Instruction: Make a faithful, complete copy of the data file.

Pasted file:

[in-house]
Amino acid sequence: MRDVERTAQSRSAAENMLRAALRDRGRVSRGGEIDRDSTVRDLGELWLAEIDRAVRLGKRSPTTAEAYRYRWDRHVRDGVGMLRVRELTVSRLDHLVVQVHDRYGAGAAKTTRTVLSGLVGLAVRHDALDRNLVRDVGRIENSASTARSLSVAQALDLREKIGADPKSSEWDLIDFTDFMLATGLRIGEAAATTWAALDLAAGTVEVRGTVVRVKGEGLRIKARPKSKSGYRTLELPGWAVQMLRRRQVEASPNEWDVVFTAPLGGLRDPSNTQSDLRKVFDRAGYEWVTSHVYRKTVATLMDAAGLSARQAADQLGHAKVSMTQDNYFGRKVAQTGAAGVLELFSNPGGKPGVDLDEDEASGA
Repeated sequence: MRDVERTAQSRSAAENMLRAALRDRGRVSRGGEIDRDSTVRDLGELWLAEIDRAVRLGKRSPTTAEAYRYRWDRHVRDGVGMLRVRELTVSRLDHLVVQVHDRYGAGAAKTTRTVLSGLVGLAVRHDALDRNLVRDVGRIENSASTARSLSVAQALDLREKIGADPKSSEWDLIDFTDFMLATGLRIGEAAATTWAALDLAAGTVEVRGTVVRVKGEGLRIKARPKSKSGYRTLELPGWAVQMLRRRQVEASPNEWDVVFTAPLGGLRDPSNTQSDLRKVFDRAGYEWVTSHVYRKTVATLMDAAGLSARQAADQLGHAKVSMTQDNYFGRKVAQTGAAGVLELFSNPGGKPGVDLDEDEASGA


[in-house]
Amino acid sequence: MRDVERTAQSRSAAENMLRAALRDRGRVSRGGEIDRDSTVRDLGELWLAEIDRAVRLGKRSPTTAEAYRYRWDRHVRDGVGMLRVRELTVSRLDHLVVQVHDRYGAGAAKTTRTVLSGLVGLAVRHDALDRNLVRDVGRIENSASTARSLSVAQALDLREKIGADPKSSEWDLIDFTDFMLATGLRIGEAAATTWAALDLAAGTVEVRGTVVRVKGEGLRIKARPKSKSGYRTLELPGWAVQMLRRRQVEASPNEWDVVFTAPLGGLRDPSNTQSDLRKVFDRAGYEWVTSHVYRKTVATLMDAAGLSARQAADQLGHAKVSMTQDNYFGRKVAQTGAAGVLELFSNPGGKPGVDLDEDEASGA
Repeated sequence: MRDVERTAQSRSAAENMLRAALRDRGRVSRGGEIDRDSTVRDLGELWLAEIDRAVRLGKRSPTTAEAYRYRWDRHVRDGVGMLRVRELTVSRLDHLVVQVHDRYGAGAAKTTRTVLSGLVGLAVRHDALDRNLVRDVGRIENSASTARSLSVAQALDLREKIGADPKSSEWDLIDFTDFMLATGLRIGEAAATTWAALDLAAGTVEVRGTVVRVKGEGLRIKARPKSKSGYRTLELPGWAVQMLRRRQVEASPNEWDVVFTAPLGGLRDPSNTQSDLRKVFDRAGYEWVTSHVYRKTVATLMDAAGLSARQAADQLGHAKVSMTQDNYFGRKVAQTGAAGVLELFSNPGGKPGVDLDEDEASGA